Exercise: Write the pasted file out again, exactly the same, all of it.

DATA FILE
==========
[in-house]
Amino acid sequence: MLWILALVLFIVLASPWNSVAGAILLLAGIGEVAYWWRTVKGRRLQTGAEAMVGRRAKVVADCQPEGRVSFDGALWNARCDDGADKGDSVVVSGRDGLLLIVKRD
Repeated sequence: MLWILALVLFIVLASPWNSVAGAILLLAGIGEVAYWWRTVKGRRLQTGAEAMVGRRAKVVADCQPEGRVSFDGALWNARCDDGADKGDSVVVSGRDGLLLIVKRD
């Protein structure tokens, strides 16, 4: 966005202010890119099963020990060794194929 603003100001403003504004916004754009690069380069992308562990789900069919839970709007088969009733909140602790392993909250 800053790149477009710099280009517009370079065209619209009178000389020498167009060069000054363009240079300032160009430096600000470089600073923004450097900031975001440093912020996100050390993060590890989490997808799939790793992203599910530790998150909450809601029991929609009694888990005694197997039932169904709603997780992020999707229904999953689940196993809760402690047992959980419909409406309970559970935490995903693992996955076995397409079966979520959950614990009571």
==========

[in-house]
Amino acid sequence: MLWILALVLFIVLASPWNSVAGAILLLAGIGEVAYWWRTVKGRRLQTGAEAMVGRRAKVVADCQPEGRVSFDGALWNARCDDGADKGDSVVVSGRDGLLLIVKRD
Repeated sequence: MLWILALVLFIVLASPWNSVAGAILLLAGIGEVAYWWRTVKGRRLQTGAEAMVGRRAKVVADCQPEGRVSFDGALWNARCDDGADKGDSVVVSGRDGLLLIVKRD
């Protein structure tokens, strides 16, 4: 966005202010890119099963020990060794194929 603003100001403003504004916004754009690069380069992308562990789900069919839970709007088969009733909140602790392993909250 800053790149477009710099280009517009370079065209619209009178000389020498167009060069000054363009240079300032160009430096600000470089600073923004450097900031975001440093912020996100050390993060590890989490997808799939790793992203599910530790998150909450809601029991929609009694888990005694197997039932169904709603997780992020999707229904999953689940196993809760402690047992959980419909409406309970559970935490995903693992996955076995397409079966979520959950614990009571």